On the back road to Aranjuez- Torcas de Palancares

December 6, 2016

We set off on our journey from Valencia to Aranjuez at 7am on Sunday.  The train route takes you west through massive fields of grapes dotted by the occasional and equally massive wine storage units jutting some 25 meters toward the clouds, stopping in a seemingly endless number of small towns along the way.  Progress is slow and the it gets much slower as then we enter the National Park known as Torcas de Palancares, leaving the farms behind.

The ravines (barrancos) along the train route from Valencia to Aranjuez dig deeply into the rocky orange soil. Because it has been raining, itself a bit of a refreshing oddity, rivulets flow beneath the train as it slows to 20 kph as we inched across trestles, looking straight over the side at the rocky bottom far below.  You don’t feel confident out there in the middle.  They are going that slowly for good reason.

There are more people on the train – so vacant we practically got on a first name basis with the conductor- than live in the protected zone portion of the journey, judging by the total lack of dwellings and just the occasional dirt road.  A large bird, a hawk or perhaps even an owl, swoops across the tracks, looking for an unwary rabbit.  The boars are too big to lift so they are safe from his talons.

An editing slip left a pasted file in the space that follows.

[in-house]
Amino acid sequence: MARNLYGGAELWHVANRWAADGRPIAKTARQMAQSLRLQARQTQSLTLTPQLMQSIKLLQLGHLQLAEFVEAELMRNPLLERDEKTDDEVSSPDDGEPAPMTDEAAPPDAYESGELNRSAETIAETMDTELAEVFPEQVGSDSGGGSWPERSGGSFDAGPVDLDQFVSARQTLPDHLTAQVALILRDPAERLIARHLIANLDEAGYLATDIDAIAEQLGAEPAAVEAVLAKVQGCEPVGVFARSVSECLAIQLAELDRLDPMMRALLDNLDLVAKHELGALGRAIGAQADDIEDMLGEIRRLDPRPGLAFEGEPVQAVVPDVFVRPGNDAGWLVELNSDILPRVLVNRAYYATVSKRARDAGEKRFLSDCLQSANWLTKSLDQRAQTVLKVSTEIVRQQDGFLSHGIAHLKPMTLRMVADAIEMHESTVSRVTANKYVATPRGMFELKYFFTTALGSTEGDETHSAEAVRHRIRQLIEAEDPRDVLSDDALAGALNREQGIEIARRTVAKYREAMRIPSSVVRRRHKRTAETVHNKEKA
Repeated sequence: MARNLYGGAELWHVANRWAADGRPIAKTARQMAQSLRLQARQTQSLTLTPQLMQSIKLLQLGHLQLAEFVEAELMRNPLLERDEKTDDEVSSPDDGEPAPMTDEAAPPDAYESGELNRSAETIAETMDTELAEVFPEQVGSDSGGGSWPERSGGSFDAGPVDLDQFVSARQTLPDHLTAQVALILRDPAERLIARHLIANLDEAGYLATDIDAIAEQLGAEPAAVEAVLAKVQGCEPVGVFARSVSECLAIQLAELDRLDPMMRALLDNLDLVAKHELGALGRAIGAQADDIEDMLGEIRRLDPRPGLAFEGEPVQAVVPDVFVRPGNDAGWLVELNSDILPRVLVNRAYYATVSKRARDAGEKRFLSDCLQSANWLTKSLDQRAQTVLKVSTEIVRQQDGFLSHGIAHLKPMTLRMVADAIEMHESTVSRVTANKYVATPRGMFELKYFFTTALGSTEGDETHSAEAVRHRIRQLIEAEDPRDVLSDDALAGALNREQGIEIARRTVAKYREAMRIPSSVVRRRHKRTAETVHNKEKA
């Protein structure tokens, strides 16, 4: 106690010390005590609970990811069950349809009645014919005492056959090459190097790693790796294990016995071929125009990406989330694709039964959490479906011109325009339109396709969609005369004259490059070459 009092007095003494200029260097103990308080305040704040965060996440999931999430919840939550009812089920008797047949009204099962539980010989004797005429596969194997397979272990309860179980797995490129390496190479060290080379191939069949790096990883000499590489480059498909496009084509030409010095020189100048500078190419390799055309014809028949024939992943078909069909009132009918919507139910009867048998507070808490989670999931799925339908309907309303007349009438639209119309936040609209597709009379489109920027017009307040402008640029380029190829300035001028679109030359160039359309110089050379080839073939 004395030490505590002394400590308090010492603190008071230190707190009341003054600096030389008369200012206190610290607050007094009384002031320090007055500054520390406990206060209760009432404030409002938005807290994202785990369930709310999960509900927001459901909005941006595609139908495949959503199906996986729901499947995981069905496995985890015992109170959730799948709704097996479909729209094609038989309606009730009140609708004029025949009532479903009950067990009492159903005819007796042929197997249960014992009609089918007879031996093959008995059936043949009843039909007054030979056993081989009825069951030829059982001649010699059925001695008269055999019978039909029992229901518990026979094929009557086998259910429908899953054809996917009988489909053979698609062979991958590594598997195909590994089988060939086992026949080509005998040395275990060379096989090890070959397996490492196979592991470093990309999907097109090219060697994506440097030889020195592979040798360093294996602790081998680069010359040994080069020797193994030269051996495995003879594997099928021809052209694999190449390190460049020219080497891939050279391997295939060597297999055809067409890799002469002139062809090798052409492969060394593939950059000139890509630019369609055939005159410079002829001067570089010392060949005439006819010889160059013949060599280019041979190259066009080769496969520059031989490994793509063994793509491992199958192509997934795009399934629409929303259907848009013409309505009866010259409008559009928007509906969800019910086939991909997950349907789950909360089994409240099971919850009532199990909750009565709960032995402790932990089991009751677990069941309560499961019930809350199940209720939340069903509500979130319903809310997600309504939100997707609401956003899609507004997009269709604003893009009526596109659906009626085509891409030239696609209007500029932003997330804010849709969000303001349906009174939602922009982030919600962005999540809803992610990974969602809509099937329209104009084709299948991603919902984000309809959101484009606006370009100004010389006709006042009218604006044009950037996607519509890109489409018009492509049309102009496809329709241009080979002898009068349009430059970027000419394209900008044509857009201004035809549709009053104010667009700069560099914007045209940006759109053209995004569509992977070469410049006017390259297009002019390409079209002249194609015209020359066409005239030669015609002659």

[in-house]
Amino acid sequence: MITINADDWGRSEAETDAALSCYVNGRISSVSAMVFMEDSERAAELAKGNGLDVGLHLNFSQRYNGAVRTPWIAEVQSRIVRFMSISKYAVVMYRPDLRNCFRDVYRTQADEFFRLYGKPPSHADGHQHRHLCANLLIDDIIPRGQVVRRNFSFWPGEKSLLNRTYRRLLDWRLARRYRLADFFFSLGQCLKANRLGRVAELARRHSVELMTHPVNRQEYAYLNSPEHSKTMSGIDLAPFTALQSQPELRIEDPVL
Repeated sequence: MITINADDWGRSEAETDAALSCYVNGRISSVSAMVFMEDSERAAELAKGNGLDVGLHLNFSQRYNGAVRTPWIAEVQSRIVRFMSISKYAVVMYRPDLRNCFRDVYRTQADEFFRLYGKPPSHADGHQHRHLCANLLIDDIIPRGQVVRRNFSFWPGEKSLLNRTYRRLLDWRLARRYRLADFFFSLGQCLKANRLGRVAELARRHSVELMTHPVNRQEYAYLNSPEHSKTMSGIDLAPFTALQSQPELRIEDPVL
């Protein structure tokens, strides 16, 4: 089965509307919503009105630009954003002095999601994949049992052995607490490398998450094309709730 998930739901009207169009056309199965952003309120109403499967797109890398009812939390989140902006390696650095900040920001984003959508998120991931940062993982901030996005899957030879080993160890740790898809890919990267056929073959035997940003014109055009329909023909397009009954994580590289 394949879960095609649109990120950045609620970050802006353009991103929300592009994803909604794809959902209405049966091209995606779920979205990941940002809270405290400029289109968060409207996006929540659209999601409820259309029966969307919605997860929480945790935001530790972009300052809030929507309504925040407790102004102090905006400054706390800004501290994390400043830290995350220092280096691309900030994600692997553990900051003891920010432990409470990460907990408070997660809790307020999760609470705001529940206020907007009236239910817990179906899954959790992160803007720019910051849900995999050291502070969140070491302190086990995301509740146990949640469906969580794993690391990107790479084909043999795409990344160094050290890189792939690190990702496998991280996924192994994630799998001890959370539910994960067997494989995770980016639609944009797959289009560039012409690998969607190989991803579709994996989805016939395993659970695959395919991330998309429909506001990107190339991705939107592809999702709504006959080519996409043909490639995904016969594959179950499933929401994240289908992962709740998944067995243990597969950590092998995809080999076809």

The pale green and the brighter of the yellow green coniferous contrast with the red soil and grey stone of the park.

Torcas de Palancares

There are two main geological attractions in the area, las torcas and Las Lagunas de Cañada.  Las toras are sink holes formed by geological process that cause depressions, some as large as 500 meters in diameter and as deep as 100 meters.  They date from some 80 million years ago.  Water made acidic from carbonation slowly eats away at the rock.  When the water dissolves enough of the rock a sink hole ensued.   There are some 50 torcas.  These include the large Blonde Torca, Water Torcazo, the gorgeous Torca Wolf, the Torca of Hives that has a 100 meter of slope, and the largest, the Torca Long  You find these 20 kilometers outside of Cuenca, itself a worthwhile visit.  See my entry on Cuenca at http://www.garyjkirkpatrick.com/cuenca-spain-city-on-a-cliff/

Source:  http://www.atlasobscura.com/places/las-torcas-de-palancares

Las Torcas
Las Torcas
Lagunas de Cañada
Lagunas de Cañada

torcas-2 torcas-de-1


To see the torcas and lakes you need to go by car.



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